Thursday, August 10, 2006


One of the parting gifts I received from the McGowan family when I left Wagga Wagga on July 21 was a copy of Rod Cameron’s book of reflections, prayers, and poetry, entitled Karingal: A Search for Australian Spirituality.

A member of the Society of St. Paul, Rod Cameron has spent over forty years exploring in unison with various Australian Aboriginal communities, the meaning of the Aboriginal concept of the Dreaming, or Dreamtime. Such a collaborative endeavour has convinced him that the coming together of the Dreamtime and Christianity is of great historical significance and has the potential to deeply enrich Australian spirituality. It will, he says, “enable us all to live as friends in the Karingal (Happy Camp)”.

Following is a poem by Rod Cameron entitled “Afternoon.” Accompanying this poem are photographs I took at North Brother Mountain, Laurieton, on Sunday, August 6, 2006.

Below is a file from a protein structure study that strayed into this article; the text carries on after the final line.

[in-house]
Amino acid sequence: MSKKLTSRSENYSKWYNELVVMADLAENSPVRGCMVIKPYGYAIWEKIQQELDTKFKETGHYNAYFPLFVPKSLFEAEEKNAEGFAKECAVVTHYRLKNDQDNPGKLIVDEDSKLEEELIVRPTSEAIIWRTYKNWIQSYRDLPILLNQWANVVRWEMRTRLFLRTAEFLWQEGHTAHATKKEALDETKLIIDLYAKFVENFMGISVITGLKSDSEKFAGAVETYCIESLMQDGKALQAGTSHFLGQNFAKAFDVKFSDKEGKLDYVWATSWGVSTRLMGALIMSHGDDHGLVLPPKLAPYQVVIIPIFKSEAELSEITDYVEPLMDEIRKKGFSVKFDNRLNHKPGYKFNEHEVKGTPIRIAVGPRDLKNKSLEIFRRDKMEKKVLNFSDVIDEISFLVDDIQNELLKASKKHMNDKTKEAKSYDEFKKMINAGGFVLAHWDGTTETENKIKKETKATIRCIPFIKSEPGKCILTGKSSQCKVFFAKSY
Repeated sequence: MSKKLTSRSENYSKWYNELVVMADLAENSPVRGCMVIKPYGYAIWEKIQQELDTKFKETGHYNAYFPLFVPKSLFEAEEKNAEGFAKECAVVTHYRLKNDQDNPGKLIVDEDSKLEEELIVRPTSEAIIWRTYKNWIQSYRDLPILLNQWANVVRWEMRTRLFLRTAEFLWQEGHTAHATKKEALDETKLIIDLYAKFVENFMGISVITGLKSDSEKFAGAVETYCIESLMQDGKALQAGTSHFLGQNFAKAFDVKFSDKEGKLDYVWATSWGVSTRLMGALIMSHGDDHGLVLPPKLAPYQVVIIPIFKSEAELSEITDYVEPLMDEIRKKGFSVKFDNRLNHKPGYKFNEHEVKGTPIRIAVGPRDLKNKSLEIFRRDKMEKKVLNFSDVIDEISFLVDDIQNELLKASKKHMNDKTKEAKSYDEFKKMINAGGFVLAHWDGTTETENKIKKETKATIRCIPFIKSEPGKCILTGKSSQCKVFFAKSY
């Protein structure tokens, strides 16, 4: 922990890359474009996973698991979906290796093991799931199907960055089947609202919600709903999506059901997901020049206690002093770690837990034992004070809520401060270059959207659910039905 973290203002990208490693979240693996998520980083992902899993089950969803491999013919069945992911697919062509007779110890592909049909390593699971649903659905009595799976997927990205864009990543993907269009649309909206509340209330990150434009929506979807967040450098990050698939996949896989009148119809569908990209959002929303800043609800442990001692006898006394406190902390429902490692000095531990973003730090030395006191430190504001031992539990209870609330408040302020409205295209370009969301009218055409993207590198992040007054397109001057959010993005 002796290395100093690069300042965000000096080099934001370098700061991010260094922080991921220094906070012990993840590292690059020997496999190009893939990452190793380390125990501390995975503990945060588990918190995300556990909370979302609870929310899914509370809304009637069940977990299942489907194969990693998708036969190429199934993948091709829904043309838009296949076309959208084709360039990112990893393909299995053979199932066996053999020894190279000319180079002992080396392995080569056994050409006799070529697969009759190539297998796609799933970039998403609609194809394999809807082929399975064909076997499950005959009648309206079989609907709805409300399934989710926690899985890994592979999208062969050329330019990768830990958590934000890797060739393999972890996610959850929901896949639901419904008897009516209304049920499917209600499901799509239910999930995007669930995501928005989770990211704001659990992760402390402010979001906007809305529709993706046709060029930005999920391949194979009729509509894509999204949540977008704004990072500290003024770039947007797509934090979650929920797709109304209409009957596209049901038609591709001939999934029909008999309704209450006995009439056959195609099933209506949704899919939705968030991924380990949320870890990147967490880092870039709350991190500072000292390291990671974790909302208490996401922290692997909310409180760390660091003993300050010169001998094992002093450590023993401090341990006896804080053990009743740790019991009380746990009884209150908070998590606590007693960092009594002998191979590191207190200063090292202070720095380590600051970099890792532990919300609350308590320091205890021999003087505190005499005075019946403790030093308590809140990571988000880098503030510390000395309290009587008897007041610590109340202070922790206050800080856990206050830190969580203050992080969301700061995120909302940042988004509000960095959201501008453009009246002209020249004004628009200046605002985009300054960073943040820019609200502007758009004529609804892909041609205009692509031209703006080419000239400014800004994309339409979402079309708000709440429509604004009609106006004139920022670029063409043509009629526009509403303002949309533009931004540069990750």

By Rod Cameron

There is a mystic depth to afternoon,
a silence that is quiet and quieter still.
Whisperings of softest sounds are heard
till they in turn seem loud and fade away
before the advent of an undertone
so delicate, so spiritual, so frail
that its light accents are more thought than heard.

But there is more living in this stillness now
than looms in all the bustle of mid-morn.
The senses are acute and tightly strained
like harp strings that will sing to slightest touch.

All nature waits with strange intensity
as every creature breathes attention now
to something deeper, higher than itself.

No comments: